Spring and Easter Safety

easter pet safety

Peeps, Easter eggs, and chocolate bunnies: these are just a few of the best Easter treats for kids. Unfortunately, when you’re a pet, these seemingly harmless treats can lead to an emergency trip to the veterinary ER. If you’re prepping Easter baskets, planning to grill out, or gardening, you’re not alone. These are great ways to stay busy during the Stay at Home MN order. 


As Lake Elmo and surrounding community continue to wait out the worst of COVID19, we hope you’ll celebrate spring and Easter safely with your family while keeping your pets in-mind. So, don’t worry! Be hoppy and leap into Spring and Easter worry-free with these safety tips for pet parents.


Skip the Plastic Easter Grass


That shiny plastic grass in Easter baskets may seem harmless, but it can become a serious safety concern when it comes to pets. Dogs, cats, and other pets often feel tempted to play with and eat this fun Easter novelty. Unfortunately, many pets wide up swallowing the grass in the process. This can result in plastic tangled in your pet’s intestinal tract or knotted around the tongue. Both of these scenarios can result in an emergency visit to the ER and surgery.


A safer choice: The good news is, you don’t need to go to the store to buy Easter grass this year. Try using DIY paper strands made from construction paper. You can either cut it into strips or pass it through the paper shredder. Other DIY options include tissue paper or newspaper. 

Keep the Chocolates and Easter Candies Stored Out of Paw’s Reach


Some of the best sweets found in Easter baskets and Easter eggs can cause curious pets serious trouble. Around Easter and during spring, the ASPCA Animal Poison Control Center  and Pet Poison Helpline receive a surge of calls regarding pets consuming chocolate, candy containing xylitol, nuts, and raisins. The best way to avoid your pet getting accidentally poisoned is to keep Easter treats out of reach of your pets. Be sure to also read the labels of sugar-free candies, too. These often contain “sugar alcohol” which is another name for xylitol, a fatal substance for dogs.


A safer choice: Bake or make your pets their own Easter treats. You can find some excellent recipes for cats and dogs that are safe and tasty. They’ll feel like they’re part of the celebration and enjoy healthy and safe snacks. 


Don’t Let Pets Play Near the Grill


As the weather warms, it’s a great time to spend time outdoors grilling burgers, hotdogs, and veggies. The mouthwatering smell of grilled food doesn’t just attract “oohs” and “ahhs” from your kids. Pets are often attracted to the appetizing smell of grilled foods. To keep your pets safe, don’t let them play or relax nearby your grill. Pets can try to steal scalding food or bump into and knock over the grill, causing serious burns.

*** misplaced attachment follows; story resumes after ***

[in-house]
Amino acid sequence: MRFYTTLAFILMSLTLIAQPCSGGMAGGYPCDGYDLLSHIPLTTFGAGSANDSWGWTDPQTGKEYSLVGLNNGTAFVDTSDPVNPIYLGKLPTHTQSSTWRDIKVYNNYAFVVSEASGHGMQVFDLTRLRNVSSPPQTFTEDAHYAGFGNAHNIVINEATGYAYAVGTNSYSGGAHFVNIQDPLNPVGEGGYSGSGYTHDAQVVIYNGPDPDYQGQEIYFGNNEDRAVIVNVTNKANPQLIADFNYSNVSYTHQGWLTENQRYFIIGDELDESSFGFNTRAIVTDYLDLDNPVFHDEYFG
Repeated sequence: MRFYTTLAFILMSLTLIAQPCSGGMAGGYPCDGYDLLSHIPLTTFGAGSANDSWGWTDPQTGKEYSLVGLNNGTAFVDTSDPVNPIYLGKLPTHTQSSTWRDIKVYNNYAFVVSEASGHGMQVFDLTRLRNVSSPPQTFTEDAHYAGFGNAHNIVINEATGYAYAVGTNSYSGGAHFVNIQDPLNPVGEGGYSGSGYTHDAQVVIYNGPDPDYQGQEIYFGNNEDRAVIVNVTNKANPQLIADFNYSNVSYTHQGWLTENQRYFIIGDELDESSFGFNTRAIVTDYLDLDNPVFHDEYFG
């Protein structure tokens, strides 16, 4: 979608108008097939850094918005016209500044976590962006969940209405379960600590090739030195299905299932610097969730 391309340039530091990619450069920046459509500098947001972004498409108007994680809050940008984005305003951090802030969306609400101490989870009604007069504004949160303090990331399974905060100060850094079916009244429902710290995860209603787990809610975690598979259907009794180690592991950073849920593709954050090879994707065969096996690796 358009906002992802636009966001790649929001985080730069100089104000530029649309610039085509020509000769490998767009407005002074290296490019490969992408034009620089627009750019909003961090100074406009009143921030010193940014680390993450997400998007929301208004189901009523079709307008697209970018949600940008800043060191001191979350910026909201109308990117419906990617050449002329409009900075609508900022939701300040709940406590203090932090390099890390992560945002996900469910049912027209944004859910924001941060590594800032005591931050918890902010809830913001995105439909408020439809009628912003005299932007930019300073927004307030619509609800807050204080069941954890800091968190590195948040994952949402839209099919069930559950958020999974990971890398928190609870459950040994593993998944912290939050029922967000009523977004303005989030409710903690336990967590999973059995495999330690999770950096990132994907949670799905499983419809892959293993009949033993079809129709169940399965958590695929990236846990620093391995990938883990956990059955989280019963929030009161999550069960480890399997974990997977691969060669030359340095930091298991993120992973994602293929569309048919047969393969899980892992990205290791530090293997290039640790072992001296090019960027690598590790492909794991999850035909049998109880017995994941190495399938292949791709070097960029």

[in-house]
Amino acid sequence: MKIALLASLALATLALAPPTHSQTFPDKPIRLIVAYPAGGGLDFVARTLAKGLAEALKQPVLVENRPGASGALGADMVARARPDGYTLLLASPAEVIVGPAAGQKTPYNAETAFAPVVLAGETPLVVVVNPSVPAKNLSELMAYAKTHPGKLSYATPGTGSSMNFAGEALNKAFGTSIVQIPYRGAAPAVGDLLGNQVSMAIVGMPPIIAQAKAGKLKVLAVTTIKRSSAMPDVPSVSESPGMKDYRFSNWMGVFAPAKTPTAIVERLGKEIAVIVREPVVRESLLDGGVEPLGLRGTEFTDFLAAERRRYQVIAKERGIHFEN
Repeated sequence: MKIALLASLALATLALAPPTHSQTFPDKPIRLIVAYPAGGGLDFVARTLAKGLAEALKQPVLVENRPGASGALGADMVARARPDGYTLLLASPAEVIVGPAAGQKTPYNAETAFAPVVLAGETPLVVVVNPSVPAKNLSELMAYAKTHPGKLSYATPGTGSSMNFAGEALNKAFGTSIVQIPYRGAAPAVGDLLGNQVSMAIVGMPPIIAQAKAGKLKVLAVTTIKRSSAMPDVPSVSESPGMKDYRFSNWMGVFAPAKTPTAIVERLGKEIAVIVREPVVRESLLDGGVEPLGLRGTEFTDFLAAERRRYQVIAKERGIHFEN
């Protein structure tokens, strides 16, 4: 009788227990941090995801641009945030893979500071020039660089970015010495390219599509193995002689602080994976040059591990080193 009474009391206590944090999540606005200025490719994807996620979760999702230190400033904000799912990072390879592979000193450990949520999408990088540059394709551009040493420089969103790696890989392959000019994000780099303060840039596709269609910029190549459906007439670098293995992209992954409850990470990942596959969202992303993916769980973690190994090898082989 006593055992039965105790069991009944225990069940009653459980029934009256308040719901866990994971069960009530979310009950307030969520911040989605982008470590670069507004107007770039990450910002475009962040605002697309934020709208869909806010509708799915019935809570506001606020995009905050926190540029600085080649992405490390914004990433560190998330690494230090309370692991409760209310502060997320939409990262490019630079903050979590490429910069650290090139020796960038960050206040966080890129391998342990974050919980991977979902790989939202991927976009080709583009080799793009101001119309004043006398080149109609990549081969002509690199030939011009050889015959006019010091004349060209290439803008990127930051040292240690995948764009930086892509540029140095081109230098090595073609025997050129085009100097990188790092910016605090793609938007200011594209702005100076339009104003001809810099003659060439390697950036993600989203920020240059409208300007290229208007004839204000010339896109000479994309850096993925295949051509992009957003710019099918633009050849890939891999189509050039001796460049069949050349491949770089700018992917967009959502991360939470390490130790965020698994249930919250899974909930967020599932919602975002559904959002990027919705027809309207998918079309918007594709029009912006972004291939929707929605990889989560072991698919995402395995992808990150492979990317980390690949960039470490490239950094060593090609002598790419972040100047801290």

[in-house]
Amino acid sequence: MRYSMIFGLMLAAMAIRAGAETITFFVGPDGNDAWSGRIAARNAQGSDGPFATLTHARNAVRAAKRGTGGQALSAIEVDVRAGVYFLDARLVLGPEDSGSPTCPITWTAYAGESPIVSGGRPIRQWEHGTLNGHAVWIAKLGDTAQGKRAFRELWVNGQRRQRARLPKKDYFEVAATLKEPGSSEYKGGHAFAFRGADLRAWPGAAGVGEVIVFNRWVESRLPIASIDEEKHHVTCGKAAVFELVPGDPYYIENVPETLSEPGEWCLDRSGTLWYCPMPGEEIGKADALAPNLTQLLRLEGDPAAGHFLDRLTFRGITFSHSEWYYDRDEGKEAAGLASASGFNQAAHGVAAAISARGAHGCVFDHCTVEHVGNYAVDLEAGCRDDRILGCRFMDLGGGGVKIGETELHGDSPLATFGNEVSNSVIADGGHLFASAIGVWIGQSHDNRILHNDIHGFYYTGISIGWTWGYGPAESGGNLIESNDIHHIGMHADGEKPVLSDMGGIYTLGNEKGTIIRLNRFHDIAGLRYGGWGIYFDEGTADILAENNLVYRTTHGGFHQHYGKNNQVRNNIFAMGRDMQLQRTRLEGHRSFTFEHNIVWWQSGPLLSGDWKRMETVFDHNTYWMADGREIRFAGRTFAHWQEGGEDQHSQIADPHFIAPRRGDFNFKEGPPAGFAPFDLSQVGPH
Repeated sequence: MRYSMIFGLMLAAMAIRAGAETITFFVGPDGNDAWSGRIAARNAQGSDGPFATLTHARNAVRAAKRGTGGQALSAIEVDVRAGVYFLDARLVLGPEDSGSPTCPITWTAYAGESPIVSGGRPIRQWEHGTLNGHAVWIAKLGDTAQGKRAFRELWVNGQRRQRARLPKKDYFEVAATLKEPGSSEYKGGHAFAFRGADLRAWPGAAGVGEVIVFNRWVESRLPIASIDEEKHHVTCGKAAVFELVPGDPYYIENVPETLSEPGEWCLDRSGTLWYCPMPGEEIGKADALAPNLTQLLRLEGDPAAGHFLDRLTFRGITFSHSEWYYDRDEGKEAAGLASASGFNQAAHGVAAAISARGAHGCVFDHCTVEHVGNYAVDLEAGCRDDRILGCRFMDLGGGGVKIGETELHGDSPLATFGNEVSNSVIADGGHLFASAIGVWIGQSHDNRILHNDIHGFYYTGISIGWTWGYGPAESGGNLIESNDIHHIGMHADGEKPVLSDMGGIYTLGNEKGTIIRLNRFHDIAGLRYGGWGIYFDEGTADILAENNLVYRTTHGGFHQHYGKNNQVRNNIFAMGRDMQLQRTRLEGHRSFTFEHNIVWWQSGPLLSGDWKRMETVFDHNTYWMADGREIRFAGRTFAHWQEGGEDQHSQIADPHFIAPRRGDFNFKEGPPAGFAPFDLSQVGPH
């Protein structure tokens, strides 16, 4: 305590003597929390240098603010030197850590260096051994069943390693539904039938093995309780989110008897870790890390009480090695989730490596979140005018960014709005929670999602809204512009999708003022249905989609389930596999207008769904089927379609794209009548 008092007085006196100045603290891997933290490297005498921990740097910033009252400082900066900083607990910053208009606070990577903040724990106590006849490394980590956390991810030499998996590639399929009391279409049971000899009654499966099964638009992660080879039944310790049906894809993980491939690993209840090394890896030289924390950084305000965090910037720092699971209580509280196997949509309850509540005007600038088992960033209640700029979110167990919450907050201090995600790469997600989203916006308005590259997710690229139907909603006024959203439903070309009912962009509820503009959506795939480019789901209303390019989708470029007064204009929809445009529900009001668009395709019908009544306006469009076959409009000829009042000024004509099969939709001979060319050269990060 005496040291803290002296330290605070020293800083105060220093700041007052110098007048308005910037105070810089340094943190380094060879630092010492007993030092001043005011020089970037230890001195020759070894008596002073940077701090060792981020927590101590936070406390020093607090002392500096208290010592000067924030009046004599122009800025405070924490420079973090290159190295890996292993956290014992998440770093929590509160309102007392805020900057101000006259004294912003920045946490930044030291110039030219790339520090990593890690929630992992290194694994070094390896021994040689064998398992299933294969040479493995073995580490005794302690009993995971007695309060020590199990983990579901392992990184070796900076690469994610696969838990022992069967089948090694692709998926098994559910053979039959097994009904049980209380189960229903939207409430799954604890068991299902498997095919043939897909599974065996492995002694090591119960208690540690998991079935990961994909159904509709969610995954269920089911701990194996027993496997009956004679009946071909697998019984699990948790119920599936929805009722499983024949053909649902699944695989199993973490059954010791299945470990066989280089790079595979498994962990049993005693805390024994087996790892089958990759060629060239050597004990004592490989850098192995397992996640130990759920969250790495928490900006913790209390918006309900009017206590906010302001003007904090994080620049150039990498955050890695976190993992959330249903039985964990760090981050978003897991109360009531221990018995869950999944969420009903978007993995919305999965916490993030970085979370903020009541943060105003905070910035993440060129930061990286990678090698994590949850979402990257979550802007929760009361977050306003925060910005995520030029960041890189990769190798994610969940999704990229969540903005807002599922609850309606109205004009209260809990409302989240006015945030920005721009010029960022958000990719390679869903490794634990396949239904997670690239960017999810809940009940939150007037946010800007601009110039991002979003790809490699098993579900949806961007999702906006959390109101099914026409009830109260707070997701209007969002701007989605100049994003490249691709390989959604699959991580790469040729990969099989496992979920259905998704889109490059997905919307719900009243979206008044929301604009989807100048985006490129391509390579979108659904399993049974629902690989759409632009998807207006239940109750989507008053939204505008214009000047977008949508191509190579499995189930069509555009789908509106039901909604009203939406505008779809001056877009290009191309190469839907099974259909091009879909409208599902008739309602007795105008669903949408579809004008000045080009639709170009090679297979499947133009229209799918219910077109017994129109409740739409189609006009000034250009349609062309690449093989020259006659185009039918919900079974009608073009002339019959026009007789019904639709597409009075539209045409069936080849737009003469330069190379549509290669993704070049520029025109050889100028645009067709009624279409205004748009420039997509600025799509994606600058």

Lilies Aren’t Safe for Felines


Lilies and Easter are a classic combination. Unfortunately, these gorgeous blooms that emerge around Easter are poisonous for cats. All it takes is your cat munching on one or two leaves from an Easter lily to need to be rushed in for urgent help. Lilies can be fatal for felines. It’s best to not bring lilies into your home if you have a cat. 


A safer choice: Read over the ASPCA’s list of toxic and non-toxic plants for pets and choose plants and flowers that are safe for your four-legged family. 


Clean Up Garden Tools and Store Chemicals


If you’re using your time at home to spruce up the garden, keep your pets safe by cleaning up all sharp garden tools and storing away pesticides and herbicides immediately after use. If you grow vegetables, use pet safe fencing to keep your dog or cat from eating your crops. 


A safer choice: Avoid using commercial pesticides, herbicides or cocoa mulch near your pets. It’s important to remember that dogs and cats can both be poisoned by eating rodents that consume pesticides. The best choice is to skip the chemicals or find non-toxic and natural options.


We Hope Your Easter and Spring Will Be Hopping with Happiness!


We hope every-bunny has an egg-citing Easter and spring, despite the cloud of the novel coronavirus. Remember to keep yourselves safe and healthy along with your pets. If your pet needs care, we are here for you with precautions in place to keep you, our staff, and your pet safe.


After-Hours Emergencies

After Hours Veterinary Care
1014 Dale Street North
St. Paul, MN 55117
(Inside Como Park Animal Hospital just north of downtown St. Paul)
24-hour care for multiple species

Animal Emergency & Referral Center of MN
1163 Helmo Avenue N
Oakdale, MN 55128


Animal Emergency & Referral Center of MN
1542 7th St. W.
St. Paul, MN 55012
(located 2 blocks east of 35E)